Boeing’s 90 days to hand in a safety plan to the FAA are up. Here’s what to expect

Boeing’s 90 days to hand in a safety plan to the FAA are up. Here’s what to expect


Boeing 737 Max 8 fuselages manufactured by Spirit Aerosystems in Wichita, Kansas are transported on a BSNF train heading west over the Bozeman Pass March 12, 2019 in Bozeman, Montana. 

William Campbell | Corbis News | Getty Images

Boeing CEO Dave Calhoun and other top company leaders are scheduled to meet with the Federal Aviation Administration on Thursday to present a quality improvement plan showing better staff training and production practices at its factories.

The FAA ordered the report following a near-catastrophic blowout of an airplane door panel on a new 737 Max 9 earlier this year.

At the end of February, FAA Administrator Mike Whitaker, who is meeting with Boeing’s leadership on Thursday, gave Boeing 90 days to come up with a quality improvement plan after the incident on an Alaska Airlines flight in early January.

Federal safety investigators found that bolts appeared to not have been installed to hold the panel in place before the plane was delivered to Alaska Airlines.

The FAA also barred Boeing from increasing 737 Max production until the agency was satisfied with Boeing’s quality control improvements. That limitation isn’t likely to be reversed on Thursday.

The crisis has again tarnished Boeing’s reputation, opened it to more federal scrutiny and forced it to slow 737 Max output. The aircraft delays have meant airline customers like United and Southwest have had to change their growth plans.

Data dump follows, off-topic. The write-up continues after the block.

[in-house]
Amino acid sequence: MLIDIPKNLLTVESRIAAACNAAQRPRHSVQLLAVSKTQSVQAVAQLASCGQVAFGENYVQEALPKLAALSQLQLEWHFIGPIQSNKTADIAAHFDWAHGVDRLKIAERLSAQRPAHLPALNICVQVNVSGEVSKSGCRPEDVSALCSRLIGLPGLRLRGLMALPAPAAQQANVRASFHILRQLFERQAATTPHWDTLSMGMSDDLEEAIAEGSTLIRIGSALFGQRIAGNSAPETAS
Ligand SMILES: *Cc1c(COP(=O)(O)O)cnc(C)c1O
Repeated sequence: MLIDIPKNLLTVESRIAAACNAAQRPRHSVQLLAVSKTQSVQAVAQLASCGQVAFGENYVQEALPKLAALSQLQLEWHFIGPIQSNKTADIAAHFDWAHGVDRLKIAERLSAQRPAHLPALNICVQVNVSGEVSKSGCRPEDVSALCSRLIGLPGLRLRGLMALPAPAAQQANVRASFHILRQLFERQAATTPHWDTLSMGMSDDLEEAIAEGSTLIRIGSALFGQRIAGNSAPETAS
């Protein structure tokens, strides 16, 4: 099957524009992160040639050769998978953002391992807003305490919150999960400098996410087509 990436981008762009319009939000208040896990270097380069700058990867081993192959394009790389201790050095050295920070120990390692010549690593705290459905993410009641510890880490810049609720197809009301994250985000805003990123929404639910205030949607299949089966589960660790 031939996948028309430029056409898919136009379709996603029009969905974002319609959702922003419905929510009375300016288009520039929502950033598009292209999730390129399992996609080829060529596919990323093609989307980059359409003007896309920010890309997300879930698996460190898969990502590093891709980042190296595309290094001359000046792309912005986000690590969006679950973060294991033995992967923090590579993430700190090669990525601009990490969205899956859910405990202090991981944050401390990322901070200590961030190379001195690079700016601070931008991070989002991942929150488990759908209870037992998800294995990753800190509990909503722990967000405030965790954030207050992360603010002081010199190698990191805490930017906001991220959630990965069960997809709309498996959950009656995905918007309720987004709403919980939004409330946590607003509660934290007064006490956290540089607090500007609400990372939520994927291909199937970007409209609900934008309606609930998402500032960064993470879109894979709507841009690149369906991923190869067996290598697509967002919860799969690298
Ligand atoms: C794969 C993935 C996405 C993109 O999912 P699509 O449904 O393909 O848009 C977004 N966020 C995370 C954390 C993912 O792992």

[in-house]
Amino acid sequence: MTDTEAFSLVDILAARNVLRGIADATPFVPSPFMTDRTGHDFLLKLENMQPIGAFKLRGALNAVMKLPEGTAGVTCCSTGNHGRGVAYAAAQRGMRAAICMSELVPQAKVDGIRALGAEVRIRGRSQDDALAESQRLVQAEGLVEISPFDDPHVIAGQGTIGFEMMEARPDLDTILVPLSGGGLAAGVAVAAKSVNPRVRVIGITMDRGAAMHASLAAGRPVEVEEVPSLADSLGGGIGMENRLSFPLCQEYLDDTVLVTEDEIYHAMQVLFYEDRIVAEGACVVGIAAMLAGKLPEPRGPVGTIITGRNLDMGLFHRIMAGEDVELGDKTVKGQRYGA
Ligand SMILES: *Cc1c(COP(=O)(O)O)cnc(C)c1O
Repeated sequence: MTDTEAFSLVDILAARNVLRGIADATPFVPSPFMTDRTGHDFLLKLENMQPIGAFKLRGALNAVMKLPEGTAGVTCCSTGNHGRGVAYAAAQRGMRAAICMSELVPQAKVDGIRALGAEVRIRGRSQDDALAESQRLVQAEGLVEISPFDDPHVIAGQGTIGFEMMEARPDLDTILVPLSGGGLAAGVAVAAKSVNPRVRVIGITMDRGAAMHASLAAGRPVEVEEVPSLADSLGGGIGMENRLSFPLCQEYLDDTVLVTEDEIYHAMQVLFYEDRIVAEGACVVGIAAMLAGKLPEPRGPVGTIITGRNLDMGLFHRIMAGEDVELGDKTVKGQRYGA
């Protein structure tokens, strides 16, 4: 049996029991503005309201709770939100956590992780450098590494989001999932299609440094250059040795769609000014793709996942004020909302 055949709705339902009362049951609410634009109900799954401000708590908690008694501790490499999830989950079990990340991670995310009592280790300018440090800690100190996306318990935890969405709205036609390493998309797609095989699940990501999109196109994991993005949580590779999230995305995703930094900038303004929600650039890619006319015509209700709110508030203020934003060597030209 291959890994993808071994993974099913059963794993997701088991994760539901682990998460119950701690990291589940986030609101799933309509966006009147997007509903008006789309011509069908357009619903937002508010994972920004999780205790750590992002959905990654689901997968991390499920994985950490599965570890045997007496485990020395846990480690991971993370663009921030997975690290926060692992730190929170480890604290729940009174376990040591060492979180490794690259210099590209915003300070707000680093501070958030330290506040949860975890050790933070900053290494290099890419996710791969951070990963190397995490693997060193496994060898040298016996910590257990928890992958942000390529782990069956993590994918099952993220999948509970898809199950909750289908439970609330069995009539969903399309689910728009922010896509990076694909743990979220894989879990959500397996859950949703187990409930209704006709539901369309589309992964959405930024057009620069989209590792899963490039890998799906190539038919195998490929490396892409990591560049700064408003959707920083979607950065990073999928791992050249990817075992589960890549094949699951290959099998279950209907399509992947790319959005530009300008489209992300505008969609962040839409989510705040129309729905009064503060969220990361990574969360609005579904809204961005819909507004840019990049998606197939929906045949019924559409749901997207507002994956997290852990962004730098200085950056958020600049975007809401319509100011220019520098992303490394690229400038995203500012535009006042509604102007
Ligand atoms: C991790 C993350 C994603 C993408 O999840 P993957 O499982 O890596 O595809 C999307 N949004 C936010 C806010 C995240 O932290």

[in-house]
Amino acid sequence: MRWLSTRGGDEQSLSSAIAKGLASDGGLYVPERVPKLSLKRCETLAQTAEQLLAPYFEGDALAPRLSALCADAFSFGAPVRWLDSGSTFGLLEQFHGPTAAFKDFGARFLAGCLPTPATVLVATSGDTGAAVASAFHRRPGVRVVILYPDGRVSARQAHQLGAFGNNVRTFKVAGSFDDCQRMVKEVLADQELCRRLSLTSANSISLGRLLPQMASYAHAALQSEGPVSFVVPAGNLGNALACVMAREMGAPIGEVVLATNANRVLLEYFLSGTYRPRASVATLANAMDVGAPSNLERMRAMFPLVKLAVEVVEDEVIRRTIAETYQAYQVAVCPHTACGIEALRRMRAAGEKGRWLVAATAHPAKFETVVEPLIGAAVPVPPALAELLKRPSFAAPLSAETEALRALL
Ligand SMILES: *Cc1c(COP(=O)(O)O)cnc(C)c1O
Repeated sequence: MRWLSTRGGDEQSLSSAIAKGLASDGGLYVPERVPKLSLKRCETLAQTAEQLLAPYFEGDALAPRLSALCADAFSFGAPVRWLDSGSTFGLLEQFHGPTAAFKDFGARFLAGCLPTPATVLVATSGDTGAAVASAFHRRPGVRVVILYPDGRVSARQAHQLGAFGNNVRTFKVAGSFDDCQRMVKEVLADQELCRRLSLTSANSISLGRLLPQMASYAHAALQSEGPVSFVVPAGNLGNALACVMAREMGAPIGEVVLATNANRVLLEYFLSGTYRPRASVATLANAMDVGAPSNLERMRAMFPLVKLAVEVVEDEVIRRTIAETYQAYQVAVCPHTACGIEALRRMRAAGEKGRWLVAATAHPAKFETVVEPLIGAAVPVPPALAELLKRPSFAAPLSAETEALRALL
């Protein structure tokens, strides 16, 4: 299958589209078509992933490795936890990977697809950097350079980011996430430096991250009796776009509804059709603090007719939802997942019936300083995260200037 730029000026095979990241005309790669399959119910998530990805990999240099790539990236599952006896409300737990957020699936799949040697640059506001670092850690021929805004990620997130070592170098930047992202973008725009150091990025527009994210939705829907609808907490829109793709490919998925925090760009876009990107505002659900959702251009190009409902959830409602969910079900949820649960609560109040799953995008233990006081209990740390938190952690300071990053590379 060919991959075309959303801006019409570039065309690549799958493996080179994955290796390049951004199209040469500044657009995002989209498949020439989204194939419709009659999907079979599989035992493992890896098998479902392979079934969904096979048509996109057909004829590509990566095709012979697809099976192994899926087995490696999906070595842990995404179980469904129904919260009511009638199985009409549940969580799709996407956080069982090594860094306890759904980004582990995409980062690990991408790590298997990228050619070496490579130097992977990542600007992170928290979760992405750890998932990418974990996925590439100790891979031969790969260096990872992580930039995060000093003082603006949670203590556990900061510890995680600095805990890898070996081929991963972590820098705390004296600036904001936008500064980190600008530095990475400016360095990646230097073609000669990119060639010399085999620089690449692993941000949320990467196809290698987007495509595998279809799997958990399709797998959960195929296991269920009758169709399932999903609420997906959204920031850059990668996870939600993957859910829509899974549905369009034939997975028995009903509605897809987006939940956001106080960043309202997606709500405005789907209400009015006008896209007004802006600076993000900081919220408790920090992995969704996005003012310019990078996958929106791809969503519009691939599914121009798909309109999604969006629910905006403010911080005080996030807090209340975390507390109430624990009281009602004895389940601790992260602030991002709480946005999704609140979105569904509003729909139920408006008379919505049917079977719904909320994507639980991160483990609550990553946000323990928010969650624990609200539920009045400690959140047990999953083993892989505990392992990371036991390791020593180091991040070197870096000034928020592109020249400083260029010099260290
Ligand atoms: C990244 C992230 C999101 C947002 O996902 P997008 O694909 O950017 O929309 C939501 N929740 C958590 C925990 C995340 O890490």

Boeing Chief Financial Officer Brian West last week said the company expects to burn cash this year, instead of generating cash. For the current quarter alone, Boeing expects to use about $4 billion.

Boeing’s update Thursday is set to detail its improvements to staff training, such as simplified instructions for mechanics and tool availability as well as the reduction of so-called traveled work, where required tasks on the planes are done out of sequence.

The manufacturer is also set to explain more about its factory “stand downs,” in which it paused work to have conversations about potential improvements on production lines with employees. The manufacturer implemented those brief work pauses in the months after the Alaska Airlines door plug blowout.

CEO Calhoun, who said he will step down by the end of the year, told staff last month that the company has received more than 30,000 “ideas on how we can improve” and that “Speak Up submissions” — refencing concerns raised by staff — and comments are up 500% over 2023.

Boeing executives have acknowledged that the 90-day plan won’t turn things around immediately, however.

“The 90-day plan…is not a finish line,” CFO West said at an investor conference last week. “We look forward to the feedback that we’ll get after next week.” 

Why Boeing wants to buy back Spirit AeroSystems



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